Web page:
If you want to check out some references on your own, I highly recommend the NOLF2 demo. The japanese village in the demo has some of the best in-game trees ever. You won't regret it.
  04 April 2003
Ah, I was using a clump of leaves as texture actually. Sorry for not being clear ealier.

Many thanks for the info! I'll give it another go later tonight and maybe post some result tomorrow.
  04 April 2003
Deciduous trees can really be a pain to make. It took us a couple attempts at it before we came up with a good system. What we're doing now for trees is to model the trunk and main brances as normal, but make the leaf clumps a particle system (with a corresponding texture of a clump of leaves). Then all I have to do as the artist is place a node where I want the particle system to be emitted from, set some of the values in the particle editor, and poof... a nice randomly generated tree. Of course this only works if you have an engine that supports particles like this, but its a fast way to knock out a lot of different looking trees with very little work. And as an added bonus, you can assign a "sway" value to the particle emitter to make the leaves rustle in the wind.

Last edited by RustyJar : 04 April 2003 at 10:17 PM.
  04 April 2003
Using a particle system for the leaves is a great idea! Unfortunately, our game engine at the moment is pretty basic (no lighting and all). Maybe I could try doing the particle trick in the 3d app and export the "frozen" object out. Thanks for the info!

And here's the result of yesterday's attempt. Sorry about the small image... 30kb is pretty small...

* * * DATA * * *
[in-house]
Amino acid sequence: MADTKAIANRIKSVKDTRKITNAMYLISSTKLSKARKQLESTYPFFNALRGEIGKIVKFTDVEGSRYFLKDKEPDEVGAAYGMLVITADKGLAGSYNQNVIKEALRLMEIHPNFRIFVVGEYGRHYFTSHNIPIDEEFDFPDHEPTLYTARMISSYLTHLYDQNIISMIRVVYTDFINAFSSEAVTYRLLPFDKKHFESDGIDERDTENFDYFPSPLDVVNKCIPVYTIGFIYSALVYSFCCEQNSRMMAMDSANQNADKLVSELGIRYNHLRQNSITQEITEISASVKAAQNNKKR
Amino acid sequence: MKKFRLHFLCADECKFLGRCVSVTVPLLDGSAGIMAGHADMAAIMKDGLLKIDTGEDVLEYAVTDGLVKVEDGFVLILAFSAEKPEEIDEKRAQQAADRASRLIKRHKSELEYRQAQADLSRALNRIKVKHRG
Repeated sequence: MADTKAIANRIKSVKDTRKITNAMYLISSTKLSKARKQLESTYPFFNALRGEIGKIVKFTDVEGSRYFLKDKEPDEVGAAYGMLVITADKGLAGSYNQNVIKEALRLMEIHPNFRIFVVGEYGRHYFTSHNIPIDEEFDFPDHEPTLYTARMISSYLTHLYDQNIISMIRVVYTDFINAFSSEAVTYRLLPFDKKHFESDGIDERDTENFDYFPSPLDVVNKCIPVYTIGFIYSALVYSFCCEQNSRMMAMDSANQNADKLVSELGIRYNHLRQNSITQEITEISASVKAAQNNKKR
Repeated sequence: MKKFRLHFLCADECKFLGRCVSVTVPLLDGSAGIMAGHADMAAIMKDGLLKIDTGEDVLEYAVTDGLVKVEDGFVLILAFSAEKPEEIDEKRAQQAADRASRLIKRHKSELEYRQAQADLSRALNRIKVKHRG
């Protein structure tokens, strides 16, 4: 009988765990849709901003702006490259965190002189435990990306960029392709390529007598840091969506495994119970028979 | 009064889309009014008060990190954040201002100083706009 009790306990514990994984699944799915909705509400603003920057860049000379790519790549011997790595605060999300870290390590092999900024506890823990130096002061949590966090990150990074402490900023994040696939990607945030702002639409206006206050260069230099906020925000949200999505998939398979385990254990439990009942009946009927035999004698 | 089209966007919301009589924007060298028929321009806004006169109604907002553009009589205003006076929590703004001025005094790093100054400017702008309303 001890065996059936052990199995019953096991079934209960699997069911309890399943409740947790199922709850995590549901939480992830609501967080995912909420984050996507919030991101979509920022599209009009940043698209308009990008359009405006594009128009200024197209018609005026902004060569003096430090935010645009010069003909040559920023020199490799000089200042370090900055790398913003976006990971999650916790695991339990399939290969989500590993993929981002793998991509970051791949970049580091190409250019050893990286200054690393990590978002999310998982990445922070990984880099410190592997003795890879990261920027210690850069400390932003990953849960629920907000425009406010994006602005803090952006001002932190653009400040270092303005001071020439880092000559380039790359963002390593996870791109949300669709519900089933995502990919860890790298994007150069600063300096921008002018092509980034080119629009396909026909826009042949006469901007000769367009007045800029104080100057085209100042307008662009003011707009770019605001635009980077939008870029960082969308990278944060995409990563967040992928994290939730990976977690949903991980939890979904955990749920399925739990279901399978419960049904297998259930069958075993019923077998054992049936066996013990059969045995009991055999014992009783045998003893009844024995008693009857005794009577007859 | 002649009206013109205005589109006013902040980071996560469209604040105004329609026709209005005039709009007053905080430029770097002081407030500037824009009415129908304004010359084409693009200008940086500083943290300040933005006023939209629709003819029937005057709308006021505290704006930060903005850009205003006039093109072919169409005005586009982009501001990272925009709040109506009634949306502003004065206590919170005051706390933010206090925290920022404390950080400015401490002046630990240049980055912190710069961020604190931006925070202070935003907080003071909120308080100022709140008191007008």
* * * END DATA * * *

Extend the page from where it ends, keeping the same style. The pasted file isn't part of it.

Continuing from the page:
Both of the pic is of the same tree but on a different viewing angle. The shape on the first angle looks pretty Ok, but the second one doesn't look that good. I'm going to try to do a better texture for the leaves tonight and tweak the tree polygons a bit more.

What do you think? Any suggestions on how to improve on it?
Attached Images
File Type: jpg tree test.jpg (27.7 KB, 757 views)
  04 April 2003
Twist and bend the trunk alittle more. I needs a more organic chaos look. Plus a good technique for "leaf clumps" if you have the time in to build and texture a high poly leaf and twig, clone the leaf and attach it to the twig making a realistic or stylized looking branch. Find a good angle that looks natual, now render it to an image. Now you have a nice leaf clump texture, create an alpha map of it and you now have low poly leaves, map them to a plain and check that they look right, tweak where needed and rerender until you like it. It isn't the easiest way of doing it, but it has a nice result.